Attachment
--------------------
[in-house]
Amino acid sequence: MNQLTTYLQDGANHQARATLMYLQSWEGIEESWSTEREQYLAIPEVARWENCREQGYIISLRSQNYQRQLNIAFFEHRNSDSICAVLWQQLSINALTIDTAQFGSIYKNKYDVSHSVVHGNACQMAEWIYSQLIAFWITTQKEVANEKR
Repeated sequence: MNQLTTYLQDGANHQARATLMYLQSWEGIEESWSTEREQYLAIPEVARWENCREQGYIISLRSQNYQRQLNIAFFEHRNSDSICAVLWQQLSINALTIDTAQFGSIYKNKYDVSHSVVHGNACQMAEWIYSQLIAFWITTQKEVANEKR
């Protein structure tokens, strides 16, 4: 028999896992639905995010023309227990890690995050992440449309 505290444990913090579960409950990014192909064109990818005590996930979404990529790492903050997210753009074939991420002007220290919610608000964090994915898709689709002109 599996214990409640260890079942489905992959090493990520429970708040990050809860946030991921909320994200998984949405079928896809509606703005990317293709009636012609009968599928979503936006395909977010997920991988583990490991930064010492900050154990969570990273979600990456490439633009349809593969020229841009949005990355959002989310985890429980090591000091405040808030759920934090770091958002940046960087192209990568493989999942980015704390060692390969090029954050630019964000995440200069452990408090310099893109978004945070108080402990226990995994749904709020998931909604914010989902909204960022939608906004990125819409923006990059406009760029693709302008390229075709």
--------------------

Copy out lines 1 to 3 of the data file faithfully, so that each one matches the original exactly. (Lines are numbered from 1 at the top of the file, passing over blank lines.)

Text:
[in-house]
Amino acid sequence: MNQLTTYLQDGANHQARATLMYLQSWEGIEESWSTEREQYLAIPEVARWENCREQGYIISLRSQNYQRQLNIAFFEHRNSDSICAVLWQQLSINALTIDTAQFGSIYKNKYDVSHSVVHGNACQMAEWIYSQLIAFWITTQKEVANEKR
Repeated sequence: MNQLTTYLQDGANHQARATLMYLQSWEGIEESWSTEREQYLAIPEVARWENCREQGYIISLRSQNYQRQLNIAFFEHRNSDSICAVLWQQLSINALTIDTAQFGSIYKNKYDVSHSVVHGNACQMAEWIYSQLIAFWITTQKEVANEKR